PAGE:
Travis Shaw, Brewers

When pertaining to Travis Shaw, I feel like all I should have to say is “next!” Shaw’s power numbers from last season (31/101) pretty much equaled his output from the previous two seasons combined (29/107)! If that’s not the definition of a career year, I don’t know what is.

Yes, it’s very possible that all Shaw needed was a change of scenery. Playing in Boston and dealing with the media has been known to affect players in terrible ways. He landed in a much smaller market in Milwaukee, and there wasn’t the added pressure to succeed; he was able to simply go out and play baseball.

Shaw is another one of the players who have adopted the fly ball mentality: “hit the ball in the air, good things happen.” This is so much different than what kids are taught growing up, but it seems to have worked for quite a few players last year. Shaw had a whopping 20.5% home run/fly ball percentage last year. When you break it down, one out of every five fly balls left the park. That’s crazy. That doesn’t seem to be a number that can be sustained.

I look for pitchers to find a way to curb the fly ball tendencies in 2018, which will see power numbers decrease some. If that doesn’t happen, sure, Shaw could have another great year for the Brewers, but so could some sleepers drafted later than him. When it comes to Shaw, I’d rather gamble on a younger, “prospect type player than bank on another career year.

Let’s roll the dice — guys to take a late round flyer on

  • Miguel Andujar, Yankees
  • Matt Davidson, White Sox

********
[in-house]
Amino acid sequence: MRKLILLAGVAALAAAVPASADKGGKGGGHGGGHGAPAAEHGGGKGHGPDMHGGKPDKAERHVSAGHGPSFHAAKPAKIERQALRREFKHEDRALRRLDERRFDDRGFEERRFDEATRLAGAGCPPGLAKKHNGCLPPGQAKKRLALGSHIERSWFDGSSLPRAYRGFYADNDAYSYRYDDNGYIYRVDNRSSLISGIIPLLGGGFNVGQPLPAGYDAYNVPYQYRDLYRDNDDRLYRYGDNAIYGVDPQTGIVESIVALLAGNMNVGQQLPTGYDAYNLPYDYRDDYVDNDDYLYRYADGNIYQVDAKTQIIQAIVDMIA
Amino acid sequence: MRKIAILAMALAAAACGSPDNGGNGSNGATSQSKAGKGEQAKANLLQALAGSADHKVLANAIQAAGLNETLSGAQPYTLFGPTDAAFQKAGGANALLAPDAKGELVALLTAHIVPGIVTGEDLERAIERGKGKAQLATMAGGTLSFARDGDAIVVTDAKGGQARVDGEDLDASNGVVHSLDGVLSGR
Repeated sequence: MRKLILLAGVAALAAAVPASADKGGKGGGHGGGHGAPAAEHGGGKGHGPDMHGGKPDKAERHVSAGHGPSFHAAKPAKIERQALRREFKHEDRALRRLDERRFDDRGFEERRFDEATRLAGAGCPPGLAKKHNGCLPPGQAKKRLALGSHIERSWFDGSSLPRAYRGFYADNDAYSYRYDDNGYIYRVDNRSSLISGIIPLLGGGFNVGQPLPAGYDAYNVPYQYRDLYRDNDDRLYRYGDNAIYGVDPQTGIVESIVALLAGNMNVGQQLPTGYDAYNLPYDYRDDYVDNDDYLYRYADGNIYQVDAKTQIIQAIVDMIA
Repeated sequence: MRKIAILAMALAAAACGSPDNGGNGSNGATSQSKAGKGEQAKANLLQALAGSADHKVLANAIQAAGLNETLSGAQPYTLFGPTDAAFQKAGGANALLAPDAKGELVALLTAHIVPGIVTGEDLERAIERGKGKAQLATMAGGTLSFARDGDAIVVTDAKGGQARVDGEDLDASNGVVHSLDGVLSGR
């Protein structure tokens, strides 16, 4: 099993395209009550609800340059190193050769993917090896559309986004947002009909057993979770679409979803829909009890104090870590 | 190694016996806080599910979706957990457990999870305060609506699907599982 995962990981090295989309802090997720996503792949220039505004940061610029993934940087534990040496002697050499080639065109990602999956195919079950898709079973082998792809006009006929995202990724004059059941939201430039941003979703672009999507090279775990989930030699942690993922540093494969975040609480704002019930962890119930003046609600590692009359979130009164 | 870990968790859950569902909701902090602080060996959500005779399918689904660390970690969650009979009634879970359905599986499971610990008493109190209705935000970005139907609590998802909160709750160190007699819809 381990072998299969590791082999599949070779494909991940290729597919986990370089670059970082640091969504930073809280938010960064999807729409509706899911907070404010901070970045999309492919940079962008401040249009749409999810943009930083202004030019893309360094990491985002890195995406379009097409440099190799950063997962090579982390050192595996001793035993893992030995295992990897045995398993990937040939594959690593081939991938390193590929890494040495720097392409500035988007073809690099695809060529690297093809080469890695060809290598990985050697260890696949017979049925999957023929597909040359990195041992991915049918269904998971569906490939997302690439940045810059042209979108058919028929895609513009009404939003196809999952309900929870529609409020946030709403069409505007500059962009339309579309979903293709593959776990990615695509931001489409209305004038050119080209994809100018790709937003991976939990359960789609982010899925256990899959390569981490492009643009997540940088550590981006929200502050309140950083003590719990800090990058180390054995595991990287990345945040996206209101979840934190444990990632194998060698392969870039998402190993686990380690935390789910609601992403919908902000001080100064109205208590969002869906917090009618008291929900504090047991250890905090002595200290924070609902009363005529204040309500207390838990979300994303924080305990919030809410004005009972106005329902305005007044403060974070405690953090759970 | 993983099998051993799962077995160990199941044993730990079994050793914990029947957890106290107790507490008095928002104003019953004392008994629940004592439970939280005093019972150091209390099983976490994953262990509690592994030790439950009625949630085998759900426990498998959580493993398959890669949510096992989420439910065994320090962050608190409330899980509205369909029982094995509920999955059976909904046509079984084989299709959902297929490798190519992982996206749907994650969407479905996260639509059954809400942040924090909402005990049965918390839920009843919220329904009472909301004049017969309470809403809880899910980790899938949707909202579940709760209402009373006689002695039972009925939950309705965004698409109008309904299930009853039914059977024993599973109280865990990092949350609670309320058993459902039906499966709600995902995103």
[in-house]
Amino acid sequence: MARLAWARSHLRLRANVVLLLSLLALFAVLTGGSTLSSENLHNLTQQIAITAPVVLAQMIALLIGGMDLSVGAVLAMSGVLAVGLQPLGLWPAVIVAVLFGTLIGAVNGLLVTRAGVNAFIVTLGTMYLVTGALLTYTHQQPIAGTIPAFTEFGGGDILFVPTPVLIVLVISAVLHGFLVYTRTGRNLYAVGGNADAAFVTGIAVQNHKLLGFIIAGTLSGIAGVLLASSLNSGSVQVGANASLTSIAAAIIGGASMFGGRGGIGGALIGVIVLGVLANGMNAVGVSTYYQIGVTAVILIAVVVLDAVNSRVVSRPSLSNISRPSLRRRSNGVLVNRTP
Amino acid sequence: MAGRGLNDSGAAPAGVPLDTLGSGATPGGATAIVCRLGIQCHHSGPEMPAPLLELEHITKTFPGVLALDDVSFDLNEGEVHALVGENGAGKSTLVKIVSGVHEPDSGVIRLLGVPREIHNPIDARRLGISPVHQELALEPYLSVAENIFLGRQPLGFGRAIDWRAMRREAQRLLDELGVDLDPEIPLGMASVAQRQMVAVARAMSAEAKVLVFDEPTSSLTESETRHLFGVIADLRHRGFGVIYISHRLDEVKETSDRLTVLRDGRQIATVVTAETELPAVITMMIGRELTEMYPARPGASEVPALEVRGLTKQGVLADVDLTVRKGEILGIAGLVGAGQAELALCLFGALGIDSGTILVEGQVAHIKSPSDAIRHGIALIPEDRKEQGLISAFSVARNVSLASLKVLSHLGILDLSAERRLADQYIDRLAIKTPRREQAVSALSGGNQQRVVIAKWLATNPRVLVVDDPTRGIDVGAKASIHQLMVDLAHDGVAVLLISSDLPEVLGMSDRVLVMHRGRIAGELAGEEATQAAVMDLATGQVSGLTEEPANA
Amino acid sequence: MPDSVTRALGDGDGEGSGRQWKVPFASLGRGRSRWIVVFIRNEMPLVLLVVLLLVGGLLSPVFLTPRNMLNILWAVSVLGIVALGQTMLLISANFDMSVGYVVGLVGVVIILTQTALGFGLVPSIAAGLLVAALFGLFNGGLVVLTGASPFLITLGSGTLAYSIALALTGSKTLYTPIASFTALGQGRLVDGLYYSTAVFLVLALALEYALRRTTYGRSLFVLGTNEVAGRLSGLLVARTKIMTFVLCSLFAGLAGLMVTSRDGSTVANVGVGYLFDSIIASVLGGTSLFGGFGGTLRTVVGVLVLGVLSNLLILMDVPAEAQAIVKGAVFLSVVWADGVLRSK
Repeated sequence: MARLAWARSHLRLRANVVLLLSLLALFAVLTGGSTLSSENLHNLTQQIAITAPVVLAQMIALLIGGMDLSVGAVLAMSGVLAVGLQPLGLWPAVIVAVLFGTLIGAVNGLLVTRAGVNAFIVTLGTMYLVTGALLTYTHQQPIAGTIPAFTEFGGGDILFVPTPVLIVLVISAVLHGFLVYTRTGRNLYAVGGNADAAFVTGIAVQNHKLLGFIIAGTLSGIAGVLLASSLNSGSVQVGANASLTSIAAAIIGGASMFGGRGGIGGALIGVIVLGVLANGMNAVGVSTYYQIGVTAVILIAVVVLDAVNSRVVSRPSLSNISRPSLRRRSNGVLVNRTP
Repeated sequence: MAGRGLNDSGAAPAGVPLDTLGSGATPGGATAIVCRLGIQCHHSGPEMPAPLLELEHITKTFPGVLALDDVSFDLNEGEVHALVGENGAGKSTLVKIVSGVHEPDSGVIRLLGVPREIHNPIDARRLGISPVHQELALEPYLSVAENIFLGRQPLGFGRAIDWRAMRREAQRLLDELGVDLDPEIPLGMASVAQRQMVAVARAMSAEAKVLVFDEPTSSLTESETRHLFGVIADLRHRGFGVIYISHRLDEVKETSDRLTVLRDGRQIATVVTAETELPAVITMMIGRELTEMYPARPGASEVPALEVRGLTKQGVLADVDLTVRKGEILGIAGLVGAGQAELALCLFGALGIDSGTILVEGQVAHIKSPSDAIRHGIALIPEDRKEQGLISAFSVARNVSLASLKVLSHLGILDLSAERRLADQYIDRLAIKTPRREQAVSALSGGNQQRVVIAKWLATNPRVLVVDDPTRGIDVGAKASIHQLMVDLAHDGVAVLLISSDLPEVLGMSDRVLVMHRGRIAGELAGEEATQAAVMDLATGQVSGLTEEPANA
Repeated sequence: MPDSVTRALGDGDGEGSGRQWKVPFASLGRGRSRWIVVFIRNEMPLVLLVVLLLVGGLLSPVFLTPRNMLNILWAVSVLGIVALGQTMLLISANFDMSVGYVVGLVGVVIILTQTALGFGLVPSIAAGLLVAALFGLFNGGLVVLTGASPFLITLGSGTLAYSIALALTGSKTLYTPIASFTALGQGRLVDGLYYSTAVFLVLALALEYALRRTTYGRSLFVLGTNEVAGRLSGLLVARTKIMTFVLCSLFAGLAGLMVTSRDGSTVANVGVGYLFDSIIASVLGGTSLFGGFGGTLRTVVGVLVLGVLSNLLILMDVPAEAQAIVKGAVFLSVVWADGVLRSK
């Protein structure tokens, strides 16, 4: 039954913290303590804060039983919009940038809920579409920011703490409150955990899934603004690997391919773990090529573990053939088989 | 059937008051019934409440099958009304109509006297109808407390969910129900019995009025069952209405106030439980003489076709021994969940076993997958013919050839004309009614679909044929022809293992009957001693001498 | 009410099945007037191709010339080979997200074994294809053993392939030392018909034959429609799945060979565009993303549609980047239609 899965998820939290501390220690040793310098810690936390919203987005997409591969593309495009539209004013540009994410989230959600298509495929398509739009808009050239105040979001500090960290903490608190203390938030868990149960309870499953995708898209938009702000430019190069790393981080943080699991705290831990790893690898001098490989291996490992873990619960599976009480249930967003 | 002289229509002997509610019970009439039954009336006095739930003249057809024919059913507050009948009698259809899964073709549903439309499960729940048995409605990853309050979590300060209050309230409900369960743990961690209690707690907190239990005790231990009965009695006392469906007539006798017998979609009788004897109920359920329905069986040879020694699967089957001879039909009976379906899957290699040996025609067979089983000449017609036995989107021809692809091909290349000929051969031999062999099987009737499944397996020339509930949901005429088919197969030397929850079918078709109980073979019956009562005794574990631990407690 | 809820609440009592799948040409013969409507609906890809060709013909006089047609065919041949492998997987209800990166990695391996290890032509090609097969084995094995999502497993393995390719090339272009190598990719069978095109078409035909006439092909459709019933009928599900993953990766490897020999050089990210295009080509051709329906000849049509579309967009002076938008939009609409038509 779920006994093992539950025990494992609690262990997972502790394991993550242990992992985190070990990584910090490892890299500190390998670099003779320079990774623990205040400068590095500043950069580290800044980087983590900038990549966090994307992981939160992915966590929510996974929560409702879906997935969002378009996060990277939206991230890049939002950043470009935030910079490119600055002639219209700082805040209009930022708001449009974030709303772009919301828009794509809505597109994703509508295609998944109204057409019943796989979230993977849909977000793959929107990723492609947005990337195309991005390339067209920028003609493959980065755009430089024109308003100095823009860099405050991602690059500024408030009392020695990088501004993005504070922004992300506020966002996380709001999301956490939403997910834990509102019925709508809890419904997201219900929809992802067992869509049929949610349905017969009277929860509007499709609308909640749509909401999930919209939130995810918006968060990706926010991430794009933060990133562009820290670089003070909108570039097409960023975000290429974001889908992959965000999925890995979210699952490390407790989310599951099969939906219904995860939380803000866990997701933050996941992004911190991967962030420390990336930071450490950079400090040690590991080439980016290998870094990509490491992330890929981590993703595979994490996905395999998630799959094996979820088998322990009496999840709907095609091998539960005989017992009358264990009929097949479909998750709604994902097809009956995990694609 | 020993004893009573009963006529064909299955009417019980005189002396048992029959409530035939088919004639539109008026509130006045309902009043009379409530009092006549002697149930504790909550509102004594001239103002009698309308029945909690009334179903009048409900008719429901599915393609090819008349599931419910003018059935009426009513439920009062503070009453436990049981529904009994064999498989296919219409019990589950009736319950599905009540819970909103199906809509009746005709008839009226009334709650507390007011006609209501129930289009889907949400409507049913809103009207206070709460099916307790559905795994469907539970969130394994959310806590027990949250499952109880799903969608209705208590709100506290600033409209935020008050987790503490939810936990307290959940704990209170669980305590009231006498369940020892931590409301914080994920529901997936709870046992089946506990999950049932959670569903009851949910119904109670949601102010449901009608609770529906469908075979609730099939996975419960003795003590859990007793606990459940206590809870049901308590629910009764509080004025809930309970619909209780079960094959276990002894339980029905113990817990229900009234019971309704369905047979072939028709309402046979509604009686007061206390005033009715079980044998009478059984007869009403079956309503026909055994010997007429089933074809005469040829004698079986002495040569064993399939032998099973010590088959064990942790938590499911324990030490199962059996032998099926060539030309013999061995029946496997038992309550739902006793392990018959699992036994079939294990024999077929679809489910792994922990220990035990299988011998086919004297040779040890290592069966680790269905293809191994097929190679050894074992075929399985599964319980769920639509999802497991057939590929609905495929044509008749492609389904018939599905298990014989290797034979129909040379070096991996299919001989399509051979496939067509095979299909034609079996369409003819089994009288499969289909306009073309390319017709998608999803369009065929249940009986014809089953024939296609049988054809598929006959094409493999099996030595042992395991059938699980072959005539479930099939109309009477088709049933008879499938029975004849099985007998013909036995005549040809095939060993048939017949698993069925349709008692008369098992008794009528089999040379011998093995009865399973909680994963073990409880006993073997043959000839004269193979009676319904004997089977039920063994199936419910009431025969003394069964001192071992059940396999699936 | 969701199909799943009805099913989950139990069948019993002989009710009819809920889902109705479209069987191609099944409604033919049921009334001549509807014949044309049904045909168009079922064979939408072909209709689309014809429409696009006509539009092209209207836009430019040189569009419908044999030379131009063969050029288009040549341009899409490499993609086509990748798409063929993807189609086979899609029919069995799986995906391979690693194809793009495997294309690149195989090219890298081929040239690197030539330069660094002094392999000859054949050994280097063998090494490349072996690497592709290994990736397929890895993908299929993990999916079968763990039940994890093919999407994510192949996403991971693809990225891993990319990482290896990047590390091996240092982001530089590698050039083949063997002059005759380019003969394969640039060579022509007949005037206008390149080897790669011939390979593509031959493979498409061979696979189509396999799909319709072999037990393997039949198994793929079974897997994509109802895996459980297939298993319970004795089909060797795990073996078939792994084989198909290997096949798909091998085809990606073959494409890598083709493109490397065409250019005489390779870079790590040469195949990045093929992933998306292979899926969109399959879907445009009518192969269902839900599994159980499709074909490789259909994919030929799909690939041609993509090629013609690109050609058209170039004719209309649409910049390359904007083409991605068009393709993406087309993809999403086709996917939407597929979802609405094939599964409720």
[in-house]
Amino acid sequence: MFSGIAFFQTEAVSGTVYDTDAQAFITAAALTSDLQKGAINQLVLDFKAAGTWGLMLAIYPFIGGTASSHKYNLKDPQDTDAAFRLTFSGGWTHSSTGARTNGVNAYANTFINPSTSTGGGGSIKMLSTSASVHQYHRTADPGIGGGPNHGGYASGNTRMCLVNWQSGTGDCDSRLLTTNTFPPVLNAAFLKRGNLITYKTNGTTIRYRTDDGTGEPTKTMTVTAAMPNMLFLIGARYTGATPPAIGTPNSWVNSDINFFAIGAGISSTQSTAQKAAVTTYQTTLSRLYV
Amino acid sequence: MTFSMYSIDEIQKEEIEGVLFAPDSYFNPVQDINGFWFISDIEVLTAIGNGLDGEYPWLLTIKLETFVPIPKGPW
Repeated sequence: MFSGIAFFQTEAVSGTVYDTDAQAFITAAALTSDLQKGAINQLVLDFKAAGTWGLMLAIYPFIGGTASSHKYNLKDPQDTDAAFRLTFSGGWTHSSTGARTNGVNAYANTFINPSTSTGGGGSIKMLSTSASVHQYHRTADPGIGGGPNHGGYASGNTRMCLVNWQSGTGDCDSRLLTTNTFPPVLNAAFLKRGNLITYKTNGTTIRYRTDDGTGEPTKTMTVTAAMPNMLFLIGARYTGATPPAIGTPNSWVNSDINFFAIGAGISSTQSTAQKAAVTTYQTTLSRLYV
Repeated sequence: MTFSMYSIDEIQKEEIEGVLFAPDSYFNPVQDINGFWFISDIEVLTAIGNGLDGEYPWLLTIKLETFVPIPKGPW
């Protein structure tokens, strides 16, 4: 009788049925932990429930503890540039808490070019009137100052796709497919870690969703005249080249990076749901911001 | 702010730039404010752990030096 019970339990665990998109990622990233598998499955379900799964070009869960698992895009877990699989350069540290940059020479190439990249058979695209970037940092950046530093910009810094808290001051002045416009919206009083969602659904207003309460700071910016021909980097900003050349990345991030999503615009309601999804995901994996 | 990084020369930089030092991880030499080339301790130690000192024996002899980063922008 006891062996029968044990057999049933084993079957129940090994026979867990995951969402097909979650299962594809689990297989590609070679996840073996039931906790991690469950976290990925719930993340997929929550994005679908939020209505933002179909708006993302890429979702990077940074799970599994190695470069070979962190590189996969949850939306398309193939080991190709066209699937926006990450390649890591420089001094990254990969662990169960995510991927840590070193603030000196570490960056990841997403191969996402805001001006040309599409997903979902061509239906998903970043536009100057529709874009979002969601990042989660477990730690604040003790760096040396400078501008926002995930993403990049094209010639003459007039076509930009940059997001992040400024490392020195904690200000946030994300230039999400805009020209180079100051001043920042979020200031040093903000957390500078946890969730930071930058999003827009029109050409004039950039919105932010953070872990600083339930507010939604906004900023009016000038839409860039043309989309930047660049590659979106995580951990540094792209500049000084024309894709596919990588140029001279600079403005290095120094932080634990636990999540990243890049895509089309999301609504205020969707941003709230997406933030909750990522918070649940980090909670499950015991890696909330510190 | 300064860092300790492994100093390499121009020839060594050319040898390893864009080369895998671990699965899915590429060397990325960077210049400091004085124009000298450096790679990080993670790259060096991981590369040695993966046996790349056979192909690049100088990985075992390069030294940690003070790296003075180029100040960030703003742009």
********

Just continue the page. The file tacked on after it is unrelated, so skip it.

• Colin Moran, Pirates

All three of these players could have breakout campaigns in 2018. Moran seems poised to have the best season out of the three, but watch out for Davidson — he could have monster season at the dish. If the Yankees give Andujar regular at bats, he should fit right in with the Bronx Bombers theme they’re rolling with this season.


Now that I’ve given you my side of the third base position, let’s hear yours! Leave your fantasy questions in the comment section below or on Twitter, @KennyGarvey. Catch you next week as I give you my “Do Not Draft” list of shortstop options!


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6 thoughts on “Do Not Draft: Third Base”

  1. I think its a stretch to say do not draft Donaldson. Its more like “don’t overpay” for him. He’d probably be the sixth 3B I’d take but its better to say “don’t reach” or “don’t take him too early”. If he’s sitting there in round five and I haven’t drafted a 3B, there’s a decent chance I am taking him.

    1. If you don’t want to over pay for Donaldson you wouldn’t draft him early, which would make him a “do not draft” guy. I don’t disagree that if he falls down the draft board to continue to avoid him. I just wouldn’t waste a top pick on him when you can get similar to equal output down the draft board.

      1. Guess I misunderstood your premise. I was reading it literally. When someone just “point blank” says to me “do not draft”, I take that to mean avoid the guy outright. Do not draft in what? Round one? Two?

        1. Current ADP has him as a second round pick so I’d say don’t draft rd 1-2 with round 3 being a question mark based on league size and players available.

  2. Moustakas hit 284 with 24 hrs away vs 259/14 at home. If he goes to a hitters park,
    he could be a bargain.

    1. I agree with you 100%, Mark. There’s a real chance he’ll be a steal come draft day. Ask me again what I think of him after Moustakas finally decided on a destination.